Everything’s bigger in classic Jewish delis. So when Houston deli maven Ziggy Gruber conceived a version of Restaurant Week, he made it last a whole month.
A celebration of “The Best Jewish Food Across the Country,” New York Deli Month 2017, which highlights true New York-style delicatessen fare, includes 19 iconic delis across the country — 10 more than last year. They span the land, from Hymie’s Deli in Merion Station, Pennsylvania, to Canter’s in Los Angeles, from Ben’s Best in Rego Park, Queens to Chompie’s in Scottsdale, Arizona, from Manny’s in Chicago to Corky and Lenny’s in Cleveland.
Along with a specially priced prix-fixe Deli Month menu, each restaurant commits part of its profits to a local charity; the delis gain national promotion and beefed-up social-media presence.
On the slick Deli Month web site, a quote from David Sax’s 2008 “Save the Deli” warns of “endangered” Jewish eateries. Is that still the case, we asked Gruber?
“I think so,” he says. “New delis are not always making it — they’re opening and closing. The old-timers, too — look at the Stage and the Carnegie in New York. Some of the newer delis have morphed into something different, a new generation. I love Will Horowitz’s place (Manhattan nouveau deli Ducks Eatery). But I wouldn’t consider it a traditional Jewish deli. Great sandwiches, but where’s the flanken? So yes, I do think delis are in danger.”
Deli Month, he says, was established “to showcase how good Jewish cuisine is. If you’re young, and you haven’t eaten goulash, or tried a Roumanian steak, here’s your chance.”
Deli owners agree. “It’s a fantastic idea,” says Jay Parker, owner of Ben’s Best, the Queens kosher deli where 2016’s Robert DeNiro melodrama The Comedian was set. “There are fewer of us, you know. We have to stay in the public eye if we plan to move into the future.”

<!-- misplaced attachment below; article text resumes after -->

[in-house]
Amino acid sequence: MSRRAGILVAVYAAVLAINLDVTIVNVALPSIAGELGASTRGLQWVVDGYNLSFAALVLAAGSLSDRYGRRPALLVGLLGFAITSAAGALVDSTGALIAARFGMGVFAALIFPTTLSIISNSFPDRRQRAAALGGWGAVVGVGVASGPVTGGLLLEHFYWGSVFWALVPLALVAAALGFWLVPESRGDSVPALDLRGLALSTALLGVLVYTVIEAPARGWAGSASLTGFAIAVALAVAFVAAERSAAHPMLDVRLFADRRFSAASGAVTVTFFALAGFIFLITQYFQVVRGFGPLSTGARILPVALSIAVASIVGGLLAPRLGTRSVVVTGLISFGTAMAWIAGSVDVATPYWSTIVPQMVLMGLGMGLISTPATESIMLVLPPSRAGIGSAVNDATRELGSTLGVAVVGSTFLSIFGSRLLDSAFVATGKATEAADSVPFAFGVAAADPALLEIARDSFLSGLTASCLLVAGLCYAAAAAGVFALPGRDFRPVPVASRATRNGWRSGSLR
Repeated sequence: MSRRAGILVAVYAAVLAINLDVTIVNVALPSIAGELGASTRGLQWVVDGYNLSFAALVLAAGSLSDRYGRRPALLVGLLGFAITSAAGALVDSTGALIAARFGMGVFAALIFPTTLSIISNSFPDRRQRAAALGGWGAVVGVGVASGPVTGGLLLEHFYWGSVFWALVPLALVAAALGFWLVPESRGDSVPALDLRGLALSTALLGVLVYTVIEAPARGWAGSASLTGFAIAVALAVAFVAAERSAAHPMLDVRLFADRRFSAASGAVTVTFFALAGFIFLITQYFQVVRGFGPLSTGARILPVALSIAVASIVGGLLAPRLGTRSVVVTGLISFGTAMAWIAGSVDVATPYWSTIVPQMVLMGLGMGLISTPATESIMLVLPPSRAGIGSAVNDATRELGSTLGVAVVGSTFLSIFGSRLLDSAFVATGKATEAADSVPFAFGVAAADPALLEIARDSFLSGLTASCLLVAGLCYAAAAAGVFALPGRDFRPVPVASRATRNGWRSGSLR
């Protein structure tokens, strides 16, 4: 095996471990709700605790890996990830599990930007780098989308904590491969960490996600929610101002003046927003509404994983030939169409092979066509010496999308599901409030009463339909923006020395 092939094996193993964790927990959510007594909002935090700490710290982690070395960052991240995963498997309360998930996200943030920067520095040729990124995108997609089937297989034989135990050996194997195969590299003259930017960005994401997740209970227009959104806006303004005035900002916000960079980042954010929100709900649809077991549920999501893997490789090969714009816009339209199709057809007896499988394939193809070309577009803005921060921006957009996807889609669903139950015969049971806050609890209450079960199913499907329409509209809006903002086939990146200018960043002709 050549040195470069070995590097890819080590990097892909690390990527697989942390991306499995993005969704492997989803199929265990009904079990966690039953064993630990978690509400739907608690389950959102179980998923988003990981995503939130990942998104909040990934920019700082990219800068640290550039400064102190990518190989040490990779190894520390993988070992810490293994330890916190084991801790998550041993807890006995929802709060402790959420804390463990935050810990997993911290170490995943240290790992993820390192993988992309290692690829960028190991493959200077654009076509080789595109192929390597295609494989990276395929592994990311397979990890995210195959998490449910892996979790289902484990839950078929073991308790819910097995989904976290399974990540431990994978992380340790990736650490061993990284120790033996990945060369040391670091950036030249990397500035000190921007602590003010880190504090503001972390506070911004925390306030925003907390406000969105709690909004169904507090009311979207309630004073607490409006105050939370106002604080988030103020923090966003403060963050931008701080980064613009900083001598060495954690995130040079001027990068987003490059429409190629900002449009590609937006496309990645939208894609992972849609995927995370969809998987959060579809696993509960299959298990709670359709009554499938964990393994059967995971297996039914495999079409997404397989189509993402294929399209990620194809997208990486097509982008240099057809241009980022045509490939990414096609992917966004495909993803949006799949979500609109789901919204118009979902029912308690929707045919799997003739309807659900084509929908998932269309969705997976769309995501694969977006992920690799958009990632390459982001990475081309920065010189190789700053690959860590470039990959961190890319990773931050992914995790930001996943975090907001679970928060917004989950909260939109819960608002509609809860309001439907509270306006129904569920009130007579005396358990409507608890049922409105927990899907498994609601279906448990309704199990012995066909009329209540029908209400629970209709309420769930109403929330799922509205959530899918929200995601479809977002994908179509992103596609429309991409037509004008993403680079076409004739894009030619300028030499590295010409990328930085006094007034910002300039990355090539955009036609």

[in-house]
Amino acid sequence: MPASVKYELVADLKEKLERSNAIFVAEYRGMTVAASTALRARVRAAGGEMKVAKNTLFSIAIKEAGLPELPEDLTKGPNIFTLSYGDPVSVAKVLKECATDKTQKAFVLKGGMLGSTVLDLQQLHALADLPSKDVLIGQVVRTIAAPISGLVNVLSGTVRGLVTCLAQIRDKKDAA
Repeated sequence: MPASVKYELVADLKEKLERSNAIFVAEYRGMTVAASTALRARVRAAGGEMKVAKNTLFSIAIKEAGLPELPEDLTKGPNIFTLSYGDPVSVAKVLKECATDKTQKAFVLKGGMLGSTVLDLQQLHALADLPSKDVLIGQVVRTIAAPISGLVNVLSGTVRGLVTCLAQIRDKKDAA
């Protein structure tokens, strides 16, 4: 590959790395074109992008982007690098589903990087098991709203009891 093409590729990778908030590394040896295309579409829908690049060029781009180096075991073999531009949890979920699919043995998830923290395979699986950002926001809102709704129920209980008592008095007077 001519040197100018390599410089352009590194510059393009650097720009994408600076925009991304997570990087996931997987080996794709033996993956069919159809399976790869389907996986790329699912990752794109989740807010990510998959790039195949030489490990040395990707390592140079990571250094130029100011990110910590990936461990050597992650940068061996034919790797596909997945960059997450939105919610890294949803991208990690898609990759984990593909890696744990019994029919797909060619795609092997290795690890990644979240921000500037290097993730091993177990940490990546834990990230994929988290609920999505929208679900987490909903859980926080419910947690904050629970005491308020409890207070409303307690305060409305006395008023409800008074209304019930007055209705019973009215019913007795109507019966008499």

Canter’s, the legendary Los Angeles noshery, got on board “because we believe it is important that the remaining delis band together and promote deli culture,” says Alex Canter, a co-owner. “Even though we are well-established, it is important to increase awareness of deli food and continue to introduce new people to it.”
For Debbie Ullman, an owner of Factor’s Famous Deli in Los Angeles, Deli Month means sharing “an awareness of this special breed of restaurants. Yes, some of the old generation that used to flock to delis is gone. But delis are here to stay. You just need to adapt.” Factors will donate its Deli Month proceeds to L.A.’s Museum of Tolerance — a salute to Ullman’s mother, the 91-year-old Holocaust survivor who co-founded Factor’s with her husband.
New York Deli Month continues through August. “Deli Month is bringing more people into the stores, definitely,” says Gruber, who opened a second Kenny and Ziggy’s in 2015. “And it’s not just Jewish people. It’s a lot of newcomers who’ve never tasted the stuff, and they love it.”
Even better, Gruber says, Deli Month brings deli proprietors together. “Years ago, with delis on every corner, they saw each other as competitors,” Gruber says. “Today, we don’t. Everybody’s working together. And for me, who thought he knew everyone in the business, I got to meet people I’ve never talked to before. It’s been wonderful.”
Michael Kaminer is a contributing editor at the Forward.